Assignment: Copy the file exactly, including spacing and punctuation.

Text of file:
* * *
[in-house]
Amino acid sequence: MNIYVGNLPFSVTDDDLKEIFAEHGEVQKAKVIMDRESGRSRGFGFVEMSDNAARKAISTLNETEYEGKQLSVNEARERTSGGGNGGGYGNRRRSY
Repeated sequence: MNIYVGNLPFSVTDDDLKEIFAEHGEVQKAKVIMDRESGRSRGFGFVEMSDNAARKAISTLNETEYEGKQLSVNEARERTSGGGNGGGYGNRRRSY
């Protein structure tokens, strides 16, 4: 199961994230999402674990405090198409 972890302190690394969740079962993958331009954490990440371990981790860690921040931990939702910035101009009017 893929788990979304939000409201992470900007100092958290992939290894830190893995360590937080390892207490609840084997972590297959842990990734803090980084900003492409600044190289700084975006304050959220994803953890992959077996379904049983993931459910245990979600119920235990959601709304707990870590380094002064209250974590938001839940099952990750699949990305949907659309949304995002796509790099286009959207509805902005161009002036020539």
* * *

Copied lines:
[in-house]
Amino acid sequence: MNIYVGNLPFSVTDDDLKEIFAEHGEVQKAKVIMDRESGRSRGFGFVEMSDNAARKAISTLNETEYEGKQLSVNEARERTSGGGNGGGYGNRRRSY
Repeated sequence: MNIYVGNLPFSVTDDDLKEIFAEHGEVQKAKVIMDRESGRSRGFGFVEMSDNAARKAISTLNETEYEGKQLSVNEARERTSGGGNGGGYGNRRRSY
């Protein structure tokens, strides 16, 4: 199961994230999402674990405090198409 972890302190690394969740079962993958331009954490990440371990981790860690921040931990939702910035101009009017 893929788990979304939000409201992470900007100092958290992939290894830190893995360590937080390892207490609840084997972590297959842990990734803090980084900003492409600044190289700084975006304050959220994803953890992959077996379904049983993931459910245990979600119920235990959601709304707990870590380094002064209250974590938001839940099952990750699949990305949907659309949304995002796509790099286009959207509805902005161009002036020539």